In summary, while the state-of-the-art in research and evaluation in patient education is young and developing, there is increasing sophistication of educational diagnosis and program conceptualization, as well as intervention, experimental design, and measurement. Consistent positive effects on short-term patient knowledge, attitudes, beliefs, and health behaviors have been noted, as well as emerging longer-term changes in health behavior and health outcomes, outcomes, including life style risk factors, morbidity, mortality, and costs of care. It is hoped that future research will continue, with rigorous research design, to examine the effects of educational programs on patient care processes and outcome including functional and health status, mortality, and costs. Such studies are also beginning to emerge in population-based programs, in worksites, and in school health programs. As noted by several investigators, possible adverse effects of patient education need to be investigated and monitored as well (e.g., absenteeism, poor self-concept, anxiety). Factors and processes influencing differential response in individuals and populations need further elucidation, so that the most cost-effective programs can be tailored to specific groups and individuals with specific characteristics.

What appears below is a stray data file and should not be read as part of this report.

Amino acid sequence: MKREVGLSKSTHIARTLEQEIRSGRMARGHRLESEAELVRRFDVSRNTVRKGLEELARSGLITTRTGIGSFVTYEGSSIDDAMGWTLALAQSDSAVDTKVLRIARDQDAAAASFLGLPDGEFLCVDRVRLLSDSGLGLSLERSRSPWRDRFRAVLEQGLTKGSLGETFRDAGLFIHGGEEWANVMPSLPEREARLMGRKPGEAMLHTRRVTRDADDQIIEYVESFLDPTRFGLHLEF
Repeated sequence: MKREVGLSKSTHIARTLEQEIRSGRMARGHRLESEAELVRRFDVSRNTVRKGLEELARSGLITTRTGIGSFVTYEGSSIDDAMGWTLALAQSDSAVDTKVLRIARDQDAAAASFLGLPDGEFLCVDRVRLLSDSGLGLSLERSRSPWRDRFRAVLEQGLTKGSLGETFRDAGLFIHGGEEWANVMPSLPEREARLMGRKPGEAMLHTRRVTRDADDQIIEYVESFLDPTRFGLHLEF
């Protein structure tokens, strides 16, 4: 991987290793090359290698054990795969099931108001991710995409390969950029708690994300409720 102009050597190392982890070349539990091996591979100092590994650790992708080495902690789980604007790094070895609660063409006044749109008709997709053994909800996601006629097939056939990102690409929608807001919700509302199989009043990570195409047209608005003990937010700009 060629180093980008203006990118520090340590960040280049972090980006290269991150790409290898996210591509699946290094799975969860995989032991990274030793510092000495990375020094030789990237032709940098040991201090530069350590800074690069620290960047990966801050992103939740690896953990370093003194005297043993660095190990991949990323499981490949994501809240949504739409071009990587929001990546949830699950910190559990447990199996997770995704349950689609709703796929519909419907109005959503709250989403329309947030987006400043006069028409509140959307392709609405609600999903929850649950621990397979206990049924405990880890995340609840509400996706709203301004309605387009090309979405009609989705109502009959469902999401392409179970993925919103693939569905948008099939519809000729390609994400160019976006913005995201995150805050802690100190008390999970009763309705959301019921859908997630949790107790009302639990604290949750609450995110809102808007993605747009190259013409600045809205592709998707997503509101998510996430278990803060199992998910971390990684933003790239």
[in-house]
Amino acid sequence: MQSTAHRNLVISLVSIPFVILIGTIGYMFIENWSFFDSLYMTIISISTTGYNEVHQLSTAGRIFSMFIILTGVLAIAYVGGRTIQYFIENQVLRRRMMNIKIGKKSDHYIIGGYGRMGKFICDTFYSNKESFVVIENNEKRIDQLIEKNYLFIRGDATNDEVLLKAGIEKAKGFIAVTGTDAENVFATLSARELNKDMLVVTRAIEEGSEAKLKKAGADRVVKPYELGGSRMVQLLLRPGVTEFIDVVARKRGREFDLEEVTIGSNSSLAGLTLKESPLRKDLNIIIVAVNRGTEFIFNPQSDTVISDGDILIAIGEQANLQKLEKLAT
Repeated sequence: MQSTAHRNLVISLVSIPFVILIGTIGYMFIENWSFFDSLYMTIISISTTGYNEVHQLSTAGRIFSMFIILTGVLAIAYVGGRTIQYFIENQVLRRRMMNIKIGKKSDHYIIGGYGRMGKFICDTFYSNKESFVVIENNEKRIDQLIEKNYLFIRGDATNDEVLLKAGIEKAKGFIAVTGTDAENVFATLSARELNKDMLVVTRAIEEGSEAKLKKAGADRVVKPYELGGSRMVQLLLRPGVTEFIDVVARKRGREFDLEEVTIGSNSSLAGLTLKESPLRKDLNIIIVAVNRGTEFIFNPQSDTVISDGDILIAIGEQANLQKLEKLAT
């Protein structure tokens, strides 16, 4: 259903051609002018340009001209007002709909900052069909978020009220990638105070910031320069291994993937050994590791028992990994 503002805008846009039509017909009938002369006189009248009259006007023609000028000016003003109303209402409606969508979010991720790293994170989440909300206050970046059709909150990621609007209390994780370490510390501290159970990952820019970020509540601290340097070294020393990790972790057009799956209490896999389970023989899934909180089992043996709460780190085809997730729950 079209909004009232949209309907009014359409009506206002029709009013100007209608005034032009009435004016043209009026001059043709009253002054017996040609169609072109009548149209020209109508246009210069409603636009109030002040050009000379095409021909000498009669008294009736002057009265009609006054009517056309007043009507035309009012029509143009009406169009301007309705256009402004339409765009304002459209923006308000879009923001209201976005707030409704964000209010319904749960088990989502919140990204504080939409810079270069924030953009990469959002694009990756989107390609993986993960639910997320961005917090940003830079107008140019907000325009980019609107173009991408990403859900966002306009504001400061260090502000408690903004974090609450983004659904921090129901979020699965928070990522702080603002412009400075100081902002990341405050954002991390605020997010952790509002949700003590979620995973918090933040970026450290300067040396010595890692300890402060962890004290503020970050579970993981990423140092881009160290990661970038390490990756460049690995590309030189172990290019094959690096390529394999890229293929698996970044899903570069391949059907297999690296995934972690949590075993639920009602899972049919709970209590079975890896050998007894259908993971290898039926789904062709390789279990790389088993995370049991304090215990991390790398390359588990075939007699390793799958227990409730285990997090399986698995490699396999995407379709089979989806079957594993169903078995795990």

|Original language||English (US)|
|Number of pages||9|
|Journal||Bulletin of the New York Academy of Medicine: Journal of Urban Health|
|State||Published - Jan 1 1985|
ASJC Scopus subject areas
- Public Health, Environmental and Occupational Health